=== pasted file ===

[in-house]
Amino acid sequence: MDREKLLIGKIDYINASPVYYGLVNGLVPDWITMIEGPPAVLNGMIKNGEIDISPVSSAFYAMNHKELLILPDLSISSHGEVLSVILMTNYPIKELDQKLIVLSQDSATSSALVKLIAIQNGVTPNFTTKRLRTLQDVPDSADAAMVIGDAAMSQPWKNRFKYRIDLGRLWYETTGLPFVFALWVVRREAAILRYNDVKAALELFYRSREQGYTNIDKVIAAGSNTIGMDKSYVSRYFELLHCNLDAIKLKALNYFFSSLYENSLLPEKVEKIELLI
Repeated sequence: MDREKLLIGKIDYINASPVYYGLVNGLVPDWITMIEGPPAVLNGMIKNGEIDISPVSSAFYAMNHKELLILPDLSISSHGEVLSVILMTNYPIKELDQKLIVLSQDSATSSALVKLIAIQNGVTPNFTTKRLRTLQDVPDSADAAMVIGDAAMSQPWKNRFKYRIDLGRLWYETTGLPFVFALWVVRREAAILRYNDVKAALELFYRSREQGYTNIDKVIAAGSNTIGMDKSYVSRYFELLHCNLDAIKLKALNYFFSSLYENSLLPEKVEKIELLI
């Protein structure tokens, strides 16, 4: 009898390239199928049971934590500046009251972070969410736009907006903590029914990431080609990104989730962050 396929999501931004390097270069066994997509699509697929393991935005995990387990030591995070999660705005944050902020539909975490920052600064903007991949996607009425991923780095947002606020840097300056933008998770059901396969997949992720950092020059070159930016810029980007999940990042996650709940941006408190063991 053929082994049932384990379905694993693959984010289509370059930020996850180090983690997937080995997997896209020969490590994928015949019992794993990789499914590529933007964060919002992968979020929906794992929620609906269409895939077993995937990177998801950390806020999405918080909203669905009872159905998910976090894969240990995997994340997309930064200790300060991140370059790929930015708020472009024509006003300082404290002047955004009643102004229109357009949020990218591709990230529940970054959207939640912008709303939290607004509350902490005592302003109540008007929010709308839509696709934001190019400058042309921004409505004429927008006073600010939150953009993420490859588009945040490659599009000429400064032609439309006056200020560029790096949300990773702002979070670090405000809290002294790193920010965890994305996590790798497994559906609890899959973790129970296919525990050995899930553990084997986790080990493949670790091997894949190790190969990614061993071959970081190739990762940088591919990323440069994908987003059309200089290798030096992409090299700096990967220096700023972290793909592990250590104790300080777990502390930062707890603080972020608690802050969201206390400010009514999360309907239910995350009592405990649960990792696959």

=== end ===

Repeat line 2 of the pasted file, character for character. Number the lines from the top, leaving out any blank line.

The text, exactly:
Amino acid sequence: MDREKLLIGKIDYINASPVYYGLVNGLVPDWITMIEGPPAVLNGMIKNGEIDISPVSSAFYAMNHKELLILPDLSISSHGEVLSVILMTNYPIKELDQKLIVLSQDSATSSALVKLIAIQNGVTPNFTTKRLRTLQDVPDSADAAMVIGDAAMSQPWKNRFKYRIDLGRLWYETTGLPFVFALWVVRREAAILRYNDVKAALELFYRSREQGYTNIDKVIAAGSNTIGMDKSYVSRYFELLHCNLDAIKLKALNYFFSSLYENSLLPEKVEKIELLI